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20th January 2017

Dogs & DIY: Q&A with artist Jamie Morrison

Described by his sister (and Zetteler Studio Assistant) Becky as “tall, talented and away with the fairies”, artist Jamie Morrison is preparing for his upcoming exhibition, Missing, at Dalston’s Doomed Gallery. Deliberately ambiguous, the title Missing is indicative of a creative curiosity and desire to get people looking for something new that lives outside of their comfort zone, as demonstrated by his diverse palette of subjects. 
'Lost'
Much to our delight, prints and pins by Jamie will soon be available to buy from The Z List. Ahead of Missing, which opens 31 January, we asked Jamie to tell us more about his DIY approach to art, the inspiration behind the show and what he thinks people think of his work. 
Paintings from 'Missing'
So Jamie Morrison, tell us a little about your life, self and art. Who are you, what do you do and where do you do it?
I’m originally from Swansea in South Wales. I grew up there. All of my current interests and practices stem from being surrounded by skateboarding and music there as a teenager. The two seemed to go hand in hand and opened my eyes to the world around me. I’ve done lots of touring and travelling playing music in bands that started there and noting down inspiration along the way. I currently live in London and spend my days working as a freelance artist and designer. 
Swansea Bay
Skate ramp, Mumbles, Swansea
How would you describe your art? What are your influences?
Ed Templeton’s imagery and versatility was a huge early influence. I started searching out his artwork after seeing the Toy Machine video, Jump Off A Building. I liked the way that he was sort of a jack of all trades in the art world. Andy Warhol was also a very early gateway drug. The art teacher in school taught us about the Pop Art movement. His screen-printed works and use of block colour was interesting and attractive. Basquiat and David Hockney are two more of my favourites also. It’s not easy to describe my own work. I use a mixture of paints and Inks, generally on paper and canvas and quite often to create impressionist portraits of important people in my life or block colour, layered scenarios. 

How has the DIY approach to art and creative industry shaped you?
It’s kept me humble and broke.
'Smoking Man'
Tell us more about Missing. What’s the narrative behind the exhibition?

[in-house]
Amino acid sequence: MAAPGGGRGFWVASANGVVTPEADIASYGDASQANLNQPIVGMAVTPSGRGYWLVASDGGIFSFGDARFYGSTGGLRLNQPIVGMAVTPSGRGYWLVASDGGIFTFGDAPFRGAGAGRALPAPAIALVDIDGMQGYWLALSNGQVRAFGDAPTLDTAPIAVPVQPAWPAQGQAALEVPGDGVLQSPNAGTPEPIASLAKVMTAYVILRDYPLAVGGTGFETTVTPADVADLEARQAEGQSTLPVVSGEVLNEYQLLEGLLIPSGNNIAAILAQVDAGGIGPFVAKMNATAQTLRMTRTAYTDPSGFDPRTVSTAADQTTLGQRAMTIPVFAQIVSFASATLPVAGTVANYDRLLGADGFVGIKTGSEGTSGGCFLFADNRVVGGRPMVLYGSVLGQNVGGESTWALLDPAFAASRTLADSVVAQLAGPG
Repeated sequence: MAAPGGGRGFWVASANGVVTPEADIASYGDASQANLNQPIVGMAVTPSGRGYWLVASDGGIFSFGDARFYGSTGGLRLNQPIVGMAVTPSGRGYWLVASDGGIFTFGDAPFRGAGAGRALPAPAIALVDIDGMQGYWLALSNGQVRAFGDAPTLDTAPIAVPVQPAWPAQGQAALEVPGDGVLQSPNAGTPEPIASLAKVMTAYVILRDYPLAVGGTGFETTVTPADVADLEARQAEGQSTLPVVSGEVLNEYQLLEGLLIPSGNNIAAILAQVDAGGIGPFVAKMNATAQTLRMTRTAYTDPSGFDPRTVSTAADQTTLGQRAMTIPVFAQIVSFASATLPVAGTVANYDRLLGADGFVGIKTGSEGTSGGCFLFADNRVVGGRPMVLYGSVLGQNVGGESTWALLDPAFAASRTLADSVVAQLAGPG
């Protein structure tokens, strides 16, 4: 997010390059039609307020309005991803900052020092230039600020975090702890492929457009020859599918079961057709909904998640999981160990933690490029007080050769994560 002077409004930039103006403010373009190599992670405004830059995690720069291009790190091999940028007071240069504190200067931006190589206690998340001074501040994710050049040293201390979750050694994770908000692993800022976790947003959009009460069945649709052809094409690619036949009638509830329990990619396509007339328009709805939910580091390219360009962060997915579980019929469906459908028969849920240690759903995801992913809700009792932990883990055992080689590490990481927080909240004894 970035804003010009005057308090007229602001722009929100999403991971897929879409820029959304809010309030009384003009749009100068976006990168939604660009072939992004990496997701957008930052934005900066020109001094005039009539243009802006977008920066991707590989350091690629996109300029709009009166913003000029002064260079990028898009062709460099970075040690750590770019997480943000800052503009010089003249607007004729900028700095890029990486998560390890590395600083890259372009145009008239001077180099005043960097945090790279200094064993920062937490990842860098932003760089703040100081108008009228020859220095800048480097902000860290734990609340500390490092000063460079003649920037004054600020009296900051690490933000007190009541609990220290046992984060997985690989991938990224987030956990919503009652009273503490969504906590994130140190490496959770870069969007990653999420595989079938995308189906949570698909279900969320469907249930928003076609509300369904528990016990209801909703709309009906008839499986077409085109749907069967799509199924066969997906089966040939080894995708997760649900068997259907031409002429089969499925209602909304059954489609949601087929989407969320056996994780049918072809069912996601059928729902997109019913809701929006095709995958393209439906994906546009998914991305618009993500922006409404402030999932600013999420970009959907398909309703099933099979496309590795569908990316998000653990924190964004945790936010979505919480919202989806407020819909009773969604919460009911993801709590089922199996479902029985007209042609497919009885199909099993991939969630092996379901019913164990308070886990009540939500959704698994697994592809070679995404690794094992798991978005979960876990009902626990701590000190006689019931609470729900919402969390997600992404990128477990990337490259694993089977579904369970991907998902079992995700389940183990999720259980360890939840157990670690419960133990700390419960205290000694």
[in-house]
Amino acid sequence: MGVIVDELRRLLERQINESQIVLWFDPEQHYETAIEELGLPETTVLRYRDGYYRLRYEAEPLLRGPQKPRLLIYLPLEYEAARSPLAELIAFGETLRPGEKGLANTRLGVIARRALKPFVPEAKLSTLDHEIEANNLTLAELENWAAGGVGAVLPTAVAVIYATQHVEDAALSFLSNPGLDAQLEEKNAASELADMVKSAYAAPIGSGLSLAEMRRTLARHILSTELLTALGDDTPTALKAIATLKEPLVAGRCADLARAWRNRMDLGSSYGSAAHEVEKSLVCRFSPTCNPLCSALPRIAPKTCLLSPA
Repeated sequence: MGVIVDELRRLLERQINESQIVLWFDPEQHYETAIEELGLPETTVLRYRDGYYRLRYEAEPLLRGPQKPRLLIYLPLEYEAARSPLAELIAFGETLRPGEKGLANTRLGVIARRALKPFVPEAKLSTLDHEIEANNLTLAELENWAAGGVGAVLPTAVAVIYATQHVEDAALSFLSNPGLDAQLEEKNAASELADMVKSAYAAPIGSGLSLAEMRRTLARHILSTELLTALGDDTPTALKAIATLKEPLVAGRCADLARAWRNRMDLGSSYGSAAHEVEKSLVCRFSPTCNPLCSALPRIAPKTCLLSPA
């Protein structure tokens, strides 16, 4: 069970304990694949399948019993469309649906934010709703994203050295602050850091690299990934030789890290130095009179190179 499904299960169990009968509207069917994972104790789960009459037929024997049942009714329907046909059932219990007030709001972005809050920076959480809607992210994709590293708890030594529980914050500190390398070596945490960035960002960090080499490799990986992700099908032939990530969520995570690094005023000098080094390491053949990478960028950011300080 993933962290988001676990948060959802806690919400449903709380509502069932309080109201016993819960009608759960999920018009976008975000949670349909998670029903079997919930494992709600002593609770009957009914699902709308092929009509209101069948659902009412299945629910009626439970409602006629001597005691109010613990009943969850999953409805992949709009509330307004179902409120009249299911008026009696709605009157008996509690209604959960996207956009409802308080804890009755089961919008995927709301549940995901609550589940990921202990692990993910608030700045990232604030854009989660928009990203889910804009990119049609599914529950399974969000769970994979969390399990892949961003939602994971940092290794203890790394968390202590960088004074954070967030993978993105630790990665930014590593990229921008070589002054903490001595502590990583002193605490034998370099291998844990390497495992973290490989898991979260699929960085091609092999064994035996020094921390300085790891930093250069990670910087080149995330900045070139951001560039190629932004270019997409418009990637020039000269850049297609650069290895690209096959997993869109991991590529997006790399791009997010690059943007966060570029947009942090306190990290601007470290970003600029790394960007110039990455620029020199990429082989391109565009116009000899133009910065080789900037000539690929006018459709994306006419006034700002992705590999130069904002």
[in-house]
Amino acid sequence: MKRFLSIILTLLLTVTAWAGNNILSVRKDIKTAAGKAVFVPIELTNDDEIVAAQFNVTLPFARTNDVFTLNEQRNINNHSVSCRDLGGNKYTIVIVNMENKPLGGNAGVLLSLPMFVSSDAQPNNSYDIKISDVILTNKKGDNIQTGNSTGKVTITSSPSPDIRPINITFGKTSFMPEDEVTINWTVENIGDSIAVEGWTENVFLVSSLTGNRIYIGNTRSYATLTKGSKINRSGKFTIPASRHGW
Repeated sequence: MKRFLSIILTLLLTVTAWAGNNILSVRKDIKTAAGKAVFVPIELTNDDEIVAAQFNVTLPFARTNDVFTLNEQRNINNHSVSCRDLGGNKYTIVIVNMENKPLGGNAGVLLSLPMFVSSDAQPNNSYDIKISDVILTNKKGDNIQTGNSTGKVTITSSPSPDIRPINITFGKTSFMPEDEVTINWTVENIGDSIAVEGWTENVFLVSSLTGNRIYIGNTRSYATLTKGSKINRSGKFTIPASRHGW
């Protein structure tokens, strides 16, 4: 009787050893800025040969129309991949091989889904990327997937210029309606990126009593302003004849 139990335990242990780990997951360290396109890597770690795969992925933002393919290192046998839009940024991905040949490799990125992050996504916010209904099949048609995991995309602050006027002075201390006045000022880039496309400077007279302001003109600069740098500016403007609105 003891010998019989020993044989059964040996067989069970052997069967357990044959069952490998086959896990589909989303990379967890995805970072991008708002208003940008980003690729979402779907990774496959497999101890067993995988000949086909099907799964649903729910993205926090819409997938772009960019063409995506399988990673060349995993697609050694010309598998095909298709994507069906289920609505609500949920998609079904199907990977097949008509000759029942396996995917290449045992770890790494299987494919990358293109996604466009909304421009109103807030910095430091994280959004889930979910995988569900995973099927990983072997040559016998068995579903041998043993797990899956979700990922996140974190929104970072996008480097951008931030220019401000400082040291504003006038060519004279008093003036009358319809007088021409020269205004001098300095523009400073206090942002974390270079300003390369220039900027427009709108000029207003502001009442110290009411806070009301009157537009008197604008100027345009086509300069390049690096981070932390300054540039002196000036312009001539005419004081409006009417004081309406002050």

It’s a collection of paintings on canvas, with imagery and ideas that aren’t always on the same coordinates of a conceptual spectrum, but have an underlying theme throughout that ties the pieces together. Or at least, I like to think so. Missing, as a title has an ambiguous element. It can be interpreted as a question or as a statement. Something/someone is missing. What are we missing?

Why Doomed Gallery? How did the exhibition come about?
My friend Matt Martin co-runs the gallery. I met Matt through playing music. He is a dedicated photographer and book-maker. I’m aware of Doomed because of him. It’s a great place and it’s small enough to hopefully fill up and not fear the limelight.

'Searching For Balance'
What do you hope people visiting the exhibition will get out of it?
It would be nice if the work that I’m making makes people looking at it feel something. I don’t really mind if those feelings are negative, I just like the idea of anybody having a reaction to the work. If you come and it turns out you feeling nothing, you can at least get a free beer out it.

Do you know how people interpret your work? What responses do you usually get to it?
I have no idea. Nobody has been bold enough to be too negative directly to me as a response, but that might be happening out of earshot. Sometimes I get compliments on the colour palette I use. These things are getting made either way. It takes courage that I’m not full up with to put them on the wall and say, hey come and have a look. It’d be great if the response was positive. That would help justify what I’m putting my efforts into to but it’s by no means a driving force and I hope that never changes. 
Jamie's studio
Any favourites from the works you’re showcasing as part of Missing?
I’m quite happy with the painting I have made of Wesley Willis. This image is also on the poster for the show. He was a really interesting person who dedicated his life to making art and music. A lot of the songs he wrote are pretty funny, but he is not a joke. 

Can you tell us one thing that has inspired you this week?
I watched the Bruce Springsteen documentary last night and I’m also reading his autobiography. The documentary was pretty much PR for the book, but that aside, I’m getting inspired by the determination to overcome, of The Boss!

If you could tell people to explore the work of one artist who would it be?
Maybe Jean Michel Basquiat.
'Dog Heaven'
What’s coming up for you in 2017?
I have this show on 31 January, and I’m currently working on arrangements for a show in Oakland, California and Austin, Texas in May and June, either side of a music tour. I haven’t got any further than that with my plans yet but I’m trying to make more art and more plans all the time. 

See ‘Missing’ on 31 January at Doomed Gallery, 6 - 9pm.

Explore more of Jamie’s work at gotvitaminc.com and follow him on Twitter and Instagram.
'Wesley Willis' from 'Missing'
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